Therapists can either work on, or work around, the chaos in clientâ€™s lives. Identifying clients, rather than their circumstances, as chaotic risks disempowering the client.
â€œChaoticâ€ seems to be one of the mildest â€œunofficial diagnosesâ€ a therapist can apply to a client: it seems more descriptive than derogatory. â€œChaoticâ€ is defined as being â€œin a state of complete confusion or disorderâ€. This would be an accurate description of the circumstances of a large number of mental health clients, especially those who come to the attention of psychiatric services.
The stereotypical â€œchaoticâ€ client would be someone who misses appointments, over- or under-uses prescription medication, has disrupted and disorganised home and work routines and struggles to achieve any consistency or reliability in their interactions. This state of affairs would usually have been at least part of their reason for seeking therapy.
Setting “homework” for clients implies that no relevant work would otherwise occur between sessions. When clients fail to do their homework but achieve positive change anyway, the focus may fall on the former rather than the latter.
Physical therapies often entail a certain amount of work on the part of the client inbetween sessions with the therapist: daily exercises may be set, weekly diet sheets may be provided, medications may be prescribed.
Psychological therapies may also require work inbetween sessions. The notion that therapeutic change occurs only within sessions, in the presence of the therapist, is disproved by the evidence: the greatest portion of therapeutic change is attributable to factors entirely outwith therapy.
“Demanding” clients are often making legitimate requests. Therapists applying such a label should consider whether it is the client’s requests or the service’s lack of resources which is unrealistic.
“Demanding” is a label often applied to clients by therapists, although rarely within earshot of clients. The label influences the responsiveness of the service to the client’s stated needs by implying that their requests for assistance are in some way inappropriate or excessive.
The stereotypical demanding client is therefore one who places undue demands upon the service, seeking longer or more regular contact with their therapist than is usual or seeking access to medications and other resources which would drain the budget of the service.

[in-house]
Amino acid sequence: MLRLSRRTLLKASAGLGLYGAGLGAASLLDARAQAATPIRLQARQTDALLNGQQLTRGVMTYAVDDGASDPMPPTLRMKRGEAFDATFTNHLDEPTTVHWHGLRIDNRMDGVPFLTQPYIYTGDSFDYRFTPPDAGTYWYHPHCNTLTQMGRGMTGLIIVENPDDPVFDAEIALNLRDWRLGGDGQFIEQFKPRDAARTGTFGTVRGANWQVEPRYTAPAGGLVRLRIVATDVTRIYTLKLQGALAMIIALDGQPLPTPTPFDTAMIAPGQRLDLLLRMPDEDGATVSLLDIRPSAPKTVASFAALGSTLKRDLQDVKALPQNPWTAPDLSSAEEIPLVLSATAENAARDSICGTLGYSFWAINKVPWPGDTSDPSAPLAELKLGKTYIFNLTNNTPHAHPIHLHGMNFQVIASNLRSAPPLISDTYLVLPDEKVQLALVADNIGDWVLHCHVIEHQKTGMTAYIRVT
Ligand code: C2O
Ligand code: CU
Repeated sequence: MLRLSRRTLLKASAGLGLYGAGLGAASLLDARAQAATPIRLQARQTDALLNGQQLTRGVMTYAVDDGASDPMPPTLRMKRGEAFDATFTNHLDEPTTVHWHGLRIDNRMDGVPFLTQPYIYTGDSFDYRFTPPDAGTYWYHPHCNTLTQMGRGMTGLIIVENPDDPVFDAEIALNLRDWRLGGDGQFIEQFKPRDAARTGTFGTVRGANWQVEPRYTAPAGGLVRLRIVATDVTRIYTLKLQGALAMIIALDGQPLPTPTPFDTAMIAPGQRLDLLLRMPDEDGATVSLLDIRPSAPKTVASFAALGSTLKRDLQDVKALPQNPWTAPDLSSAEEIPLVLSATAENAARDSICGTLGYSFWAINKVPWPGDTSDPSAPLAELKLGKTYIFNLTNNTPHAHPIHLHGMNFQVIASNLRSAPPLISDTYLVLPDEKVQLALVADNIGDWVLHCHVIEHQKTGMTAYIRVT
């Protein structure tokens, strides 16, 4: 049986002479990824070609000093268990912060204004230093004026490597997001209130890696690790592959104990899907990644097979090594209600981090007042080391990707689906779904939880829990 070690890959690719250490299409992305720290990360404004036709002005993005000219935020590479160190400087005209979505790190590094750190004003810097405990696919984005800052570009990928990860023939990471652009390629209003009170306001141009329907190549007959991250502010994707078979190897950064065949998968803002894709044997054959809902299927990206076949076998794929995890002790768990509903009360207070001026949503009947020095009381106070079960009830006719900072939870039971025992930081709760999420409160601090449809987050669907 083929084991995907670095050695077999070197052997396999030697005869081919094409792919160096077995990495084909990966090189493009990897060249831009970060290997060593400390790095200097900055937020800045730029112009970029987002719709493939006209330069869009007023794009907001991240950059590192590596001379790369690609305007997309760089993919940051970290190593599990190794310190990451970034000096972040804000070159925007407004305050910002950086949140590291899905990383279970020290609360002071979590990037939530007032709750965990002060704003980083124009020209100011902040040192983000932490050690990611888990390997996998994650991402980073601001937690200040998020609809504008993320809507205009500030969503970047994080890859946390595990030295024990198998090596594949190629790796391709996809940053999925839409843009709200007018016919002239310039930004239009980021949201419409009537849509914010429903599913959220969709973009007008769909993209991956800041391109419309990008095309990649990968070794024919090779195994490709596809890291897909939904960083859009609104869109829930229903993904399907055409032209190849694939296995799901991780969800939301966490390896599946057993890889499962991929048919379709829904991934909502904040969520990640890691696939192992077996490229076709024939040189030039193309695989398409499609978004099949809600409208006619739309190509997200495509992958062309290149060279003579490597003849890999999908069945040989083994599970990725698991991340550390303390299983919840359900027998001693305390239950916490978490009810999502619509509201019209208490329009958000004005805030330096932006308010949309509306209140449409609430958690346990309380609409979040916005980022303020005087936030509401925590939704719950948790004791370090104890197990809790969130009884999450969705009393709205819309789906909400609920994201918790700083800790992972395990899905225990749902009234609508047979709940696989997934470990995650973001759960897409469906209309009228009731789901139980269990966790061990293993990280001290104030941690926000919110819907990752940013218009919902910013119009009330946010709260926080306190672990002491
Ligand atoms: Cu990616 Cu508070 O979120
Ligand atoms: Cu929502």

Therapists should encourage and support, not dread, “helpful patients”. Internet or other research by the client can indicate active involvement in treatment.
In 1978 JE Groves described four categories of “hateful” patient, ie: the patients most physicians dread:
- dependent clingers
- entitled demanders
- manipulative help-rejecters
- self destructive deniers
To this list a fifth category appears to have been added: “helpful” patients, who search the internet for details of their condition and treatment and provide these to their therapist. Comments from colleagues (in person and via blogs), as well as cartoons and the popular press, suggest that these folks inspire almost as much dread (or, at least, derision) as the other four stereotypes.
Some terms used by therapists to describe clients have meanings which wonâ€™t be found in textbooks. Use of these terms is rarely of benefit to the client, although the term may say as much about the therapist as the client.
- resistant to treatment
- lacking motivation
- poor historian
- personality disordered
As diagnostic systems have developed, common place words have been redefined more narrowly & precisely for clinical use (eg: anxiety, depression).
As therapeutic professions have developed, there has been a less auspicious development: diagnostic labels have developed double meanings and common place words have been elevated to the level of diagnoses without the scientific scrutiny afforded official classifications.